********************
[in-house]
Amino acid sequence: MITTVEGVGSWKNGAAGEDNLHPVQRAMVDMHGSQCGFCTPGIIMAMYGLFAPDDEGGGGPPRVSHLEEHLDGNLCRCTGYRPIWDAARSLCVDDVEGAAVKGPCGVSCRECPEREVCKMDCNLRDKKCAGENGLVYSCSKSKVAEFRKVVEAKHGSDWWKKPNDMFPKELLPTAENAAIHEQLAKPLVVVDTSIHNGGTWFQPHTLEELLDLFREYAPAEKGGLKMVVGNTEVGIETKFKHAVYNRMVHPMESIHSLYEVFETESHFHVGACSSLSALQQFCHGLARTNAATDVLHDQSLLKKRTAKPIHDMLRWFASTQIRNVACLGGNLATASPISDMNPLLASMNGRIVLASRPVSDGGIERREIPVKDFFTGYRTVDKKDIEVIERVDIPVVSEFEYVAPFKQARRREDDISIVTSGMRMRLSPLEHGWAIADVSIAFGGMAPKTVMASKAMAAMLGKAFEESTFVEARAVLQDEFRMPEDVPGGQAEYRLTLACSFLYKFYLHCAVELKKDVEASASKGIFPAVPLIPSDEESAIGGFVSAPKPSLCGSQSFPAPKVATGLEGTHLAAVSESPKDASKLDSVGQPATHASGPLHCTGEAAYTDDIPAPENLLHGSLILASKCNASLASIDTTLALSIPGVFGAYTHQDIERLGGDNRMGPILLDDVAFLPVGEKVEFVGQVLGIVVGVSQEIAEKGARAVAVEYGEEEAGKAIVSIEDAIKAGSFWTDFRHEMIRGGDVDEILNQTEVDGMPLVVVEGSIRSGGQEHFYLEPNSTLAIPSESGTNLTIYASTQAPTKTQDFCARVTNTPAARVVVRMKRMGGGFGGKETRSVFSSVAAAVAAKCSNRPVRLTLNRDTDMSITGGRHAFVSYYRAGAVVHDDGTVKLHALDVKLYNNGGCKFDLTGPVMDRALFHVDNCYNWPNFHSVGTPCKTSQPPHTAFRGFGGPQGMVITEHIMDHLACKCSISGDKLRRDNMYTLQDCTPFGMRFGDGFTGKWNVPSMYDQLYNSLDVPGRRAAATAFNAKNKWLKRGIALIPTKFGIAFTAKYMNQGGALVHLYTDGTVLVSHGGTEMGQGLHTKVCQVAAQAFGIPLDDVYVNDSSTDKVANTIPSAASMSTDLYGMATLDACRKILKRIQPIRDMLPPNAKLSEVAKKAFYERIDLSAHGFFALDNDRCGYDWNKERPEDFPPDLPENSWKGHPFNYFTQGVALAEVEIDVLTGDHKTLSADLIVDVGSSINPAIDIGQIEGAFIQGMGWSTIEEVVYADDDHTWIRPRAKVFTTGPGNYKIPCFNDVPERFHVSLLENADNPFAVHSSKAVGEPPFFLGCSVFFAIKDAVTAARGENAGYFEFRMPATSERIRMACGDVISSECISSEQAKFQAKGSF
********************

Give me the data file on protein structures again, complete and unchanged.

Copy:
[in-house]
Amino acid sequence: MITTVEGVGSWKNGAAGEDNLHPVQRAMVDMHGSQCGFCTPGIIMAMYGLFAPDDEGGGGPPRVSHLEEHLDGNLCRCTGYRPIWDAARSLCVDDVEGAAVKGPCGVSCRECPEREVCKMDCNLRDKKCAGENGLVYSCSKSKVAEFRKVVEAKHGSDWWKKPNDMFPKELLPTAENAAIHEQLAKPLVVVDTSIHNGGTWFQPHTLEELLDLFREYAPAEKGGLKMVVGNTEVGIETKFKHAVYNRMVHPMESIHSLYEVFETESHFHVGACSSLSALQQFCHGLARTNAATDVLHDQSLLKKRTAKPIHDMLRWFASTQIRNVACLGGNLATASPISDMNPLLASMNGRIVLASRPVSDGGIERREIPVKDFFTGYRTVDKKDIEVIERVDIPVVSEFEYVAPFKQARRREDDISIVTSGMRMRLSPLEHGWAIADVSIAFGGMAPKTVMASKAMAAMLGKAFEESTFVEARAVLQDEFRMPEDVPGGQAEYRLTLACSFLYKFYLHCAVELKKDVEASASKGIFPAVPLIPSDEESAIGGFVSAPKPSLCGSQSFPAPKVATGLEGTHLAAVSESPKDASKLDSVGQPATHASGPLHCTGEAAYTDDIPAPENLLHGSLILASKCNASLASIDTTLALSIPGVFGAYTHQDIERLGGDNRMGPILLDDVAFLPVGEKVEFVGQVLGIVVGVSQEIAEKGARAVAVEYGEEEAGKAIVSIEDAIKAGSFWTDFRHEMIRGGDVDEILNQTEVDGMPLVVVEGSIRSGGQEHFYLEPNSTLAIPSESGTNLTIYASTQAPTKTQDFCARVTNTPAARVVVRMKRMGGGFGGKETRSVFSSVAAAVAAKCSNRPVRLTLNRDTDMSITGGRHAFVSYYRAGAVVHDDGTVKLHALDVKLYNNGGCKFDLTGPVMDRALFHVDNCYNWPNFHSVGTPCKTSQPPHTAFRGFGGPQGMVITEHIMDHLACKCSISGDKLRRDNMYTLQDCTPFGMRFGDGFTGKWNVPSMYDQLYNSLDVPGRRAAATAFNAKNKWLKRGIALIPTKFGIAFTAKYMNQGGALVHLYTDGTVLVSHGGTEMGQGLHTKVCQVAAQAFGIPLDDVYVNDSSTDKVANTIPSAASMSTDLYGMATLDACRKILKRIQPIRDMLPPNAKLSEVAKKAFYERIDLSAHGFFALDNDRCGYDWNKERPEDFPPDLPENSWKGHPFNYFTQGVALAEVEIDVLTGDHKTLSADLIVDVGSSINPAIDIGQIEGAFIQGMGWSTIEEVVYADDDHTWIRPRAKVFTTGPGNYKIPCFNDVPERFHVSLLENADNPFAVHSSKAVGEPPFFLGCSVFFAIKDAVTAARGENAGYFEFRMPATSERIRMACGDVISSECISSEQAKFQAKGSF